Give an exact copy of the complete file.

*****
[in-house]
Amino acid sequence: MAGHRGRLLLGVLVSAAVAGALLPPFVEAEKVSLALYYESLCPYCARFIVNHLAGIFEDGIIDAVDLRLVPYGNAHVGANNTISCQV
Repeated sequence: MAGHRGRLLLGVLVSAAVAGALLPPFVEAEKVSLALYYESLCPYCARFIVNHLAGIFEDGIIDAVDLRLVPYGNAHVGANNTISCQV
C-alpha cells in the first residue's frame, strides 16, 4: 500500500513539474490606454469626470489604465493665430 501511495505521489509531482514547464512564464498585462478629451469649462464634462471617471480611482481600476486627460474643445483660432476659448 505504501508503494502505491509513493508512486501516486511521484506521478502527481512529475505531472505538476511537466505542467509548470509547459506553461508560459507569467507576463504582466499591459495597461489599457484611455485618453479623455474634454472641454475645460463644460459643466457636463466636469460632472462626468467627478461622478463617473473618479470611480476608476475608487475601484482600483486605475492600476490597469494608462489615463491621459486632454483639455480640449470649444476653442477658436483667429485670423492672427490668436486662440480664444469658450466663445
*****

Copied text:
[in-house]
Amino acid sequence: MAGHRGRLLLGVLVSAAVAGALLPPFVEAEKVSLALYYESLCPYCARFIVNHLAGIFEDGIIDAVDLRLVPYGNAHVGANNTISCQV
Repeated sequence: MAGHRGRLLLGVLVSAAVAGALLPPFVEAEKVSLALYYESLCPYCARFIVNHLAGIFEDGIIDAVDLRLVPYGNAHVGANNTISCQV
C-alpha cells in the first residue's frame, strides 16, 4: 500500500513539474490606454469626470489604465493665430 501511495505521489509531482514547464512564464498585462478629451469649462464634462471617471480611482481600476486627460474643445483660432476659448 505504501508503494502505491509513493508512486501516486511521484506521478502527481512529475505531472505538476511537466505542467509548470509547459506553461508560459507569467507576463504582466499591459495597461489599457484611455485618453479623455474634454472641454475645460463644460459643466457636463466636469460632472462626468467627478461622478463617473473618479470611480476608476475608487475601484482600483486605475492600476490597469494608462489615463491621459486632454483639455480640449470649444476653442477658436483667429485670423492672427490668436486662440480664444469658450466663445